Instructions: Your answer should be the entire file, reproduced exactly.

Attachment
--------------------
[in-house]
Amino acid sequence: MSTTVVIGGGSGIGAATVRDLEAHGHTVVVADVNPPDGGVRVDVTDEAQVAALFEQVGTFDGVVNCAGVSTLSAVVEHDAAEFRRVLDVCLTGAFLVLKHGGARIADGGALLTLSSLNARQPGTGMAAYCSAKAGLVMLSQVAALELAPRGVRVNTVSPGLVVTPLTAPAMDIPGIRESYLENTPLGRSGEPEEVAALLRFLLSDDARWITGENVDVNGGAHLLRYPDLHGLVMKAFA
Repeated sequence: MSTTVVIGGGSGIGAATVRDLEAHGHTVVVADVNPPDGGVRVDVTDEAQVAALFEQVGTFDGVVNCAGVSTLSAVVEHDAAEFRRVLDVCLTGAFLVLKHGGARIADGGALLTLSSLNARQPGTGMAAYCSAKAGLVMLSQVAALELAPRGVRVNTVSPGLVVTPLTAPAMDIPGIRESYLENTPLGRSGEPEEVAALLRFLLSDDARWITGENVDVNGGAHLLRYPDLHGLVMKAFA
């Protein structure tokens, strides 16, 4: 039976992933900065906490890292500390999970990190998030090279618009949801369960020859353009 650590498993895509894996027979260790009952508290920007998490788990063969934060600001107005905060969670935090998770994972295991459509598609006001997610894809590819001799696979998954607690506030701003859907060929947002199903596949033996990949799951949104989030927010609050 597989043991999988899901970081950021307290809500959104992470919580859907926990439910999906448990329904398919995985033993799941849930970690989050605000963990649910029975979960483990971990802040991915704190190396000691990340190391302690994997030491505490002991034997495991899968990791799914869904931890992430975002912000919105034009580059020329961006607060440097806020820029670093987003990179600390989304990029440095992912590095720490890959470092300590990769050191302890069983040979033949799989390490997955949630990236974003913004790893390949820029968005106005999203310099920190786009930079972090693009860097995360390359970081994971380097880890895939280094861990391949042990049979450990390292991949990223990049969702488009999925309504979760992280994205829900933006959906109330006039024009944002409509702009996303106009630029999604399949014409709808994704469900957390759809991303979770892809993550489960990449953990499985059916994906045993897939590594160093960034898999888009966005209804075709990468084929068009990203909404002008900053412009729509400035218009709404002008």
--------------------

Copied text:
[in-house]
Amino acid sequence: MSTTVVIGGGSGIGAATVRDLEAHGHTVVVADVNPPDGGVRVDVTDEAQVAALFEQVGTFDGVVNCAGVSTLSAVVEHDAAEFRRVLDVCLTGAFLVLKHGGARIADGGALLTLSSLNARQPGTGMAAYCSAKAGLVMLSQVAALELAPRGVRVNTVSPGLVVTPLTAPAMDIPGIRESYLENTPLGRSGEPEEVAALLRFLLSDDARWITGENVDVNGGAHLLRYPDLHGLVMKAFA
Repeated sequence: MSTTVVIGGGSGIGAATVRDLEAHGHTVVVADVNPPDGGVRVDVTDEAQVAALFEQVGTFDGVVNCAGVSTLSAVVEHDAAEFRRVLDVCLTGAFLVLKHGGARIADGGALLTLSSLNARQPGTGMAAYCSAKAGLVMLSQVAALELAPRGVRVNTVSPGLVVTPLTAPAMDIPGIRESYLENTPLGRSGEPEEVAALLRFLLSDDARWITGENVDVNGGAHLLRYPDLHGLVMKAFA
């Protein structure tokens, strides 16, 4: 039976992933900065906490890292500390999970990190998030090279618009949801369960020859353009 650590498993895509894996027979260790009952508290920007998490788990063969934060600001107005905060969670935090998770994972295991459509598609006001997610894809590819001799696979998954607690506030701003859907060929947002199903596949033996990949799951949104989030927010609050 597989043991999988899901970081950021307290809500959104992470919580859907926990439910999906448990329904398919995985033993799941849930970690989050605000963990649910029975979960483990971990802040991915704190190396000691990340190391302690994997030491505490002991034997495991899968990791799914869904931890992430975002912000919105034009580059020329961006607060440097806020820029670093987003990179600390989304990029440095992912590095720490890959470092300590990769050191302890069983040979033949799989390490997955949630990236974003913004790893390949820029968005106005999203310099920190786009930079972090693009860097995360390359970081994971380097880890895939280094861990391949042990049979450990390292991949990223990049969702488009999925309504979760992280994205829900933006959906109330006039024009944002409509702009996303106009630029999604399949014409709808994704469900957390759809991303979770892809993550489960990449953990499985059916994906045993897939590594160093960034898999888009966005209804075709990468084929068009990203909404002008900053412009729509400035218009709404002008």